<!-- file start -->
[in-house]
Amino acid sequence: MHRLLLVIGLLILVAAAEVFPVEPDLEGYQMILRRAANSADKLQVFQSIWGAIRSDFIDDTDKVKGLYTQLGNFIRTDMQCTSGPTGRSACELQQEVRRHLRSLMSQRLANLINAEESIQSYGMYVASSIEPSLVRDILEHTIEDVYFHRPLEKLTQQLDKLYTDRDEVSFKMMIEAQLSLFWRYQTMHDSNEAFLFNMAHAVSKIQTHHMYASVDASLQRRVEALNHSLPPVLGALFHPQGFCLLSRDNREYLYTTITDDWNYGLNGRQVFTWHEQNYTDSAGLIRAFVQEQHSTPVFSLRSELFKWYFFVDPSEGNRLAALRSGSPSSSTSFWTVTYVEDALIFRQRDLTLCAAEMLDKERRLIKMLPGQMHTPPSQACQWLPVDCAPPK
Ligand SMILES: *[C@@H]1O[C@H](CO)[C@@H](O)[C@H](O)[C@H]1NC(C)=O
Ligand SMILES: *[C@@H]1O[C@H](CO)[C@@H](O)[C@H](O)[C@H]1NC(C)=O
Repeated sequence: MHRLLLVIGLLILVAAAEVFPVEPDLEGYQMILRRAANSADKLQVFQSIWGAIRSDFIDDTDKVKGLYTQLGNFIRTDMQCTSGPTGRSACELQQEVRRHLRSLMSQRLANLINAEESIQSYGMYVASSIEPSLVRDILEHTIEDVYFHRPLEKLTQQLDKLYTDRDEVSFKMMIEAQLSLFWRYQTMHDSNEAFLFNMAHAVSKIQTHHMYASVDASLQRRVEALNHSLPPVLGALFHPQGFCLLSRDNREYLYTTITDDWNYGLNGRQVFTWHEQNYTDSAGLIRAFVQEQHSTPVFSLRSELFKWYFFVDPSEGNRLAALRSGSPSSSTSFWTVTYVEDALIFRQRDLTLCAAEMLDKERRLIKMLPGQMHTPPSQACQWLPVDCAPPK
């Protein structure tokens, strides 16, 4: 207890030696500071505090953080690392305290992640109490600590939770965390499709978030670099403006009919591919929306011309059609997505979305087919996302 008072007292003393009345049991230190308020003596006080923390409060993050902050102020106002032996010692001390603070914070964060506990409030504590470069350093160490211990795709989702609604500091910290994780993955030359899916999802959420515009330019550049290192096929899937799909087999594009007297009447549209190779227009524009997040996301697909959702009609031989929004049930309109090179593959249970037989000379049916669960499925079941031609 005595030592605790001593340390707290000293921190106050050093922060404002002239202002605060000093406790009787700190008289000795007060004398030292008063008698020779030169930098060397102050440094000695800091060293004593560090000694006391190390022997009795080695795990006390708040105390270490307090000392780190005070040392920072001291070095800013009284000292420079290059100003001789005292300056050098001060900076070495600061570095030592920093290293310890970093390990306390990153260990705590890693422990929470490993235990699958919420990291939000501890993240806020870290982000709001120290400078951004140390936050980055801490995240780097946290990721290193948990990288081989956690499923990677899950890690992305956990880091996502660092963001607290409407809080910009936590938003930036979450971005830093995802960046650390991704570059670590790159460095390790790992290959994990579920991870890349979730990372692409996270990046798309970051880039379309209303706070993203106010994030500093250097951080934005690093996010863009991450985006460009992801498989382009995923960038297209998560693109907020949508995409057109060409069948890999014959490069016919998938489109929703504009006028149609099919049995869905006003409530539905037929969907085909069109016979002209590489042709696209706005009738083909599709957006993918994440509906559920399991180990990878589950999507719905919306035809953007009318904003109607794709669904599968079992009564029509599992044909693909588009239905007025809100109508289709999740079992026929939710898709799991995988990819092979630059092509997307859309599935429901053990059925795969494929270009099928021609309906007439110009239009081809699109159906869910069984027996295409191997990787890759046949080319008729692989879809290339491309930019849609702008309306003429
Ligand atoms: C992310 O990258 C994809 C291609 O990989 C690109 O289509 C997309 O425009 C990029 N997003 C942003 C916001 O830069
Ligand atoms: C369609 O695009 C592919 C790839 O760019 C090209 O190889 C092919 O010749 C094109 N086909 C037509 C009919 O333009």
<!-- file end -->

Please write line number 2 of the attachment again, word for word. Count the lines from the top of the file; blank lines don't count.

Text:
Amino acid sequence: MHRLLLVIGLLILVAAAEVFPVEPDLEGYQMILRRAANSADKLQVFQSIWGAIRSDFIDDTDKVKGLYTQLGNFIRTDMQCTSGPTGRSACELQQEVRRHLRSLMSQRLANLINAEESIQSYGMYVASSIEPSLVRDILEHTIEDVYFHRPLEKLTQQLDKLYTDRDEVSFKMMIEAQLSLFWRYQTMHDSNEAFLFNMAHAVSKIQTHHMYASVDASLQRRVEALNHSLPPVLGALFHPQGFCLLSRDNREYLYTTITDDWNYGLNGRQVFTWHEQNYTDSAGLIRAFVQEQHSTPVFSLRSELFKWYFFVDPSEGNRLAALRSGSPSSSTSFWTVTYVEDALIFRQRDLTLCAAEMLDKERRLIKMLPGQMHTPPSQACQWLPVDCAPPK